normal distribution Forcast return =10% std deviation=4% a. 90% confidence interval is between 3.2% to 17.2% b. there is a 95% problability that the portfolio return will be between 2.16% and 18,84 Please explain propery I aready eleminated the other two but could not narrow down which of these two and why. explain gently please. I really need to get this.

sorry B should read 17.84 not 18.84

a just guess!

Grab a z-chart and look inside the chart to find .90 (or the closest number to it). Use the numbers on the side of the chart to determine how many standard deviations about the mean contain 90% of the observations. .90 is about 1.29 and .95 is about 1.65. Therefore the 90% CI is .10 +/- (1.29)(.04) and the 95% CI is .10 +/- (1.65)(.04). I’ll let you do the rest.

I got B. 10%+1.96(4%)=17.84 10%-1.96(4%)=2.16 Does this have a sample size?

a) 10+/-(4*1.65) = 3.40 to 16.60 b) 10+/-(4*1.96) = -2.16 to 17.84 do you have a typo on b? that is my guess

Audrey, disclose the answer! If it is B, I will be surprised.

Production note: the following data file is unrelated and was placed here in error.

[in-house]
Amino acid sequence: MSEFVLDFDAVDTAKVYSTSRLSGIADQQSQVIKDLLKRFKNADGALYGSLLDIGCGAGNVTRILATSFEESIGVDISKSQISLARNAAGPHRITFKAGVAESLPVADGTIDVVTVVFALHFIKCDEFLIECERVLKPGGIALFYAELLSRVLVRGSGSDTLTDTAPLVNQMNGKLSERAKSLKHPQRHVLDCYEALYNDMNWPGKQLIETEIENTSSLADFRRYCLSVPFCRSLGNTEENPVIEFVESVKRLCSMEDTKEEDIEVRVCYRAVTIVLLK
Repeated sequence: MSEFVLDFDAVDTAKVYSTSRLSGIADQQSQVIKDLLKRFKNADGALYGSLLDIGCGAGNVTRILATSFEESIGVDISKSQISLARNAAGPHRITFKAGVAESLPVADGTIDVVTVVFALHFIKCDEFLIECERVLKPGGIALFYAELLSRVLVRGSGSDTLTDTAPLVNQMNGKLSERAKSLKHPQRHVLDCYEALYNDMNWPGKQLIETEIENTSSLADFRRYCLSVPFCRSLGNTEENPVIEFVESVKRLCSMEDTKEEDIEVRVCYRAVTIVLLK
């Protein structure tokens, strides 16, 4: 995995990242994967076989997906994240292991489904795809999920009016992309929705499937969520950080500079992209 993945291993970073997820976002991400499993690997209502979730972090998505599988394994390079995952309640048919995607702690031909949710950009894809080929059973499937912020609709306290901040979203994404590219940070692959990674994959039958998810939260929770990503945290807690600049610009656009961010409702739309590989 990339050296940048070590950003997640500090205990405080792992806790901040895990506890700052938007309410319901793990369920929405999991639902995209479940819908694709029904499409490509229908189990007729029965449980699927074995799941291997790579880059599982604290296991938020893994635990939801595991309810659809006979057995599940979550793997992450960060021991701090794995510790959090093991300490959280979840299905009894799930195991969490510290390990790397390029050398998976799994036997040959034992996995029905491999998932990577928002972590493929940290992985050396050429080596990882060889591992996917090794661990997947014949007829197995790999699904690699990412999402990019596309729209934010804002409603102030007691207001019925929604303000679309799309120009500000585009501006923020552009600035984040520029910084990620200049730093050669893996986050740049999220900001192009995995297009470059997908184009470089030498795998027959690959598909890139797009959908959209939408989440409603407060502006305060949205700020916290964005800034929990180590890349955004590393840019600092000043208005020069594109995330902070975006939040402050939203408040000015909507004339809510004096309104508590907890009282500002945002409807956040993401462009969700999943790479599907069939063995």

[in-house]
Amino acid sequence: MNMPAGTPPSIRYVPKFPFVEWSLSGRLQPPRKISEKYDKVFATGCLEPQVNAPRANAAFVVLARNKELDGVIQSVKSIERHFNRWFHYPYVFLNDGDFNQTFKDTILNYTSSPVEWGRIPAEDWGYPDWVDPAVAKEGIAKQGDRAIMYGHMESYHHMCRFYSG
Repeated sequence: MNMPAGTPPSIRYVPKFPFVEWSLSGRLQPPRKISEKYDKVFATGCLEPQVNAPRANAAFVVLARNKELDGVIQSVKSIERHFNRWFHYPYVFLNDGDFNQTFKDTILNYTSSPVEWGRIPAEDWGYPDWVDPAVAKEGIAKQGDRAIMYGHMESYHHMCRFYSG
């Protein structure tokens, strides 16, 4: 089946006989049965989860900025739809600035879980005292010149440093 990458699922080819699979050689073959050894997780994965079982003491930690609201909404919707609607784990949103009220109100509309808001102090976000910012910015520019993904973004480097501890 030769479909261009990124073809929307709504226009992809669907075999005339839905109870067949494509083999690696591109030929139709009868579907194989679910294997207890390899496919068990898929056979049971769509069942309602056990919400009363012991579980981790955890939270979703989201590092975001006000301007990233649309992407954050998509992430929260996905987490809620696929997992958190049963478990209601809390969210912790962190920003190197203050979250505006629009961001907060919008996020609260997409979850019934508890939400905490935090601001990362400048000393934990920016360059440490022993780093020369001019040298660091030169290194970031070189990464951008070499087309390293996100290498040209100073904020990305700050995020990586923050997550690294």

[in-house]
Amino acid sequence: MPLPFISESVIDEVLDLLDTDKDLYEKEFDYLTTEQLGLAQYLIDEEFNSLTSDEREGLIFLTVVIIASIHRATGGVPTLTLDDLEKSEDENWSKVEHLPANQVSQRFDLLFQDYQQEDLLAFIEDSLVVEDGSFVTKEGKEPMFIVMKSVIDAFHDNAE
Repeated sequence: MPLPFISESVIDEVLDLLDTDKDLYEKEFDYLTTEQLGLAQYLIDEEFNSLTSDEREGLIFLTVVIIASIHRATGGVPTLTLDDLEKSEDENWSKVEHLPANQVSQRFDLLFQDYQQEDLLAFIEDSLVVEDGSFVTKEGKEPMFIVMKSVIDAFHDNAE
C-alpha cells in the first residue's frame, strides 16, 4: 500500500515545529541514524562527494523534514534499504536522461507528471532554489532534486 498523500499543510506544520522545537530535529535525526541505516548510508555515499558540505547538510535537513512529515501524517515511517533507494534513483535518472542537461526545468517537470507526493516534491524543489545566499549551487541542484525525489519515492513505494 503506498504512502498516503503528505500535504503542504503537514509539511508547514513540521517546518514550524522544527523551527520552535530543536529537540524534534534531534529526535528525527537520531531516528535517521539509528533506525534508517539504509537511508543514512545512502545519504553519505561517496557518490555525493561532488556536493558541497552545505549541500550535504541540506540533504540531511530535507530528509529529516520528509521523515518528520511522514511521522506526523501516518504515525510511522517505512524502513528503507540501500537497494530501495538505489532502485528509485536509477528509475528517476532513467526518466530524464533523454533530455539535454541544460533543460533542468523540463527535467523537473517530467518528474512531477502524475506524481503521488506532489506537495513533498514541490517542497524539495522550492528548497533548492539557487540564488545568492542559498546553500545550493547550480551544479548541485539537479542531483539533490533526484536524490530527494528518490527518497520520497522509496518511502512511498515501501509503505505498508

the answer is B. thank you all

Answer is B. Need to memorize those standard stddev values. 1.654 1.96 2.58

gosh today might be a good day!! I feel like NBA Jam on the old Sega,“He’s Heating Up!”

it is B 95% prob: z-score = 1.96 10 +/- (1.96 * 4) = 10 +/- 7.84 ==> [2.16, 17.84] 90% prob: z-score= 1.645 10 +/- (1.645 * 4) = 10 +/- 6.58 ==> [3.42, 16.68] cp

since this is a normal distribution and there was no sample size provided I assumed that these were population parameters, so confindence intervals are: mu +/- 1.65*sigma if these were sample observations then x-bar +/- s/sqrt(n) for large samples and x-bar +/- s/(sqrt(n-1)) for small sample sizes i think i have that right.

no need for n-1 on small samples…whenever you are building a confidence interval for a sample as a representation of a population, just use the standard error: std/sq of n

the only time n-1 comes into play is calculations of variance/covariance and getting ur appropriate t-distribution degrees of freedom